Rocky Linux, one of the latest new CentOS clones, has announced that his project aims to release a working release sometime in the second quarter of 2021.
Rocky Linux came about when the CentOS project, owned by Red Hat, recently shifted focus, much to the annoyance of users.
Gregory Kurtzer, one of CentOS’s original co-founders, announced Rocky Linux to give stranded users a viable option to migrate their servers to before the current release of CentOS ends prematurely in December 2021.
In a blog post, Jordan Pisaniello, community manager of Rocky Linux wrote that the team is working on giving users a working release to replace their existing CentOS 8 installations before it expires next December.
Pisaniello also shared the project’s progress in the three weeks since it was announced. The core members of the team are founded in the US and will soon be moving an application to register it as a nonprofit.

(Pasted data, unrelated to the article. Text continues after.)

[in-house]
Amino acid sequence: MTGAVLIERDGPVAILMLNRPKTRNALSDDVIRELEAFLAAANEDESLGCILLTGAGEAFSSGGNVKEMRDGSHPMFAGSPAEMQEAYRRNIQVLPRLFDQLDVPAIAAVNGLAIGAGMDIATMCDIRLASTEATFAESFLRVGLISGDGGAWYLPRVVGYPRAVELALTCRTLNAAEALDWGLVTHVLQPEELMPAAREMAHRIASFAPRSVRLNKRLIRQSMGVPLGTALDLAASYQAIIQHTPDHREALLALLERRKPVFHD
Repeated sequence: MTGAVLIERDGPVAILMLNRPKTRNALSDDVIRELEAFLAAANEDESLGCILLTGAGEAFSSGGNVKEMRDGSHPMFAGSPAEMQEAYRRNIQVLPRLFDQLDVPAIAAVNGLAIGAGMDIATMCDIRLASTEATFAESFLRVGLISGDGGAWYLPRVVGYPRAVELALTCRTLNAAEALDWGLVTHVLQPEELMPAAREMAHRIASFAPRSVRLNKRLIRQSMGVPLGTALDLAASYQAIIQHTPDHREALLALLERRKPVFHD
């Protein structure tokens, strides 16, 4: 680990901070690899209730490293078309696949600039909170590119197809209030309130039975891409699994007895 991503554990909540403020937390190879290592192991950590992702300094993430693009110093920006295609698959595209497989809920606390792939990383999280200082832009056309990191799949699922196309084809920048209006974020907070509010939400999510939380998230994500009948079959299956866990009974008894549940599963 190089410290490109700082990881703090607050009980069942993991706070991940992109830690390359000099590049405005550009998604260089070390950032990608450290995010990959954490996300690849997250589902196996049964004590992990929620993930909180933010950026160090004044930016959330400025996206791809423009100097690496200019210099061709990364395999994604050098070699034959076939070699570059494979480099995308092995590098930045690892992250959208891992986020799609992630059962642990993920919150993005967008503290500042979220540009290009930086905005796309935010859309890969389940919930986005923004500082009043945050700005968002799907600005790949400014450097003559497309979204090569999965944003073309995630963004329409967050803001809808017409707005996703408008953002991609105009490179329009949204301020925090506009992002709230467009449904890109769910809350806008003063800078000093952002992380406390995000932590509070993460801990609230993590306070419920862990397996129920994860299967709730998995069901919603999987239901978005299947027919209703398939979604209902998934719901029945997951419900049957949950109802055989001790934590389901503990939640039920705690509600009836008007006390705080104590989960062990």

He also said a number of companies have offered to sponsor the project in the form of developers, hardware, cloud instances and money. The team selected Amazon Web Services (AWS) as the primary build platform for developing the distro and is in talks with the Oregon State University Open Source Lab (OSUOSL) for resource sharing.
While CentOS / Red Hat continue to defend the move, users are already looking ahead to moving to alternatives. One of the main discussions on Rocky Linux’s highly active forums concerns the tooling for converting existing CentOS installations to Rocky Linux to support migrations, after its release in 2021.
This shouldn’t be much of a challenge, however, and could perhaps take the same approach as Oracle Linux (another high-profile CentOS alternative), which has published a script to convert existing CentOS installations to Oracle Linux.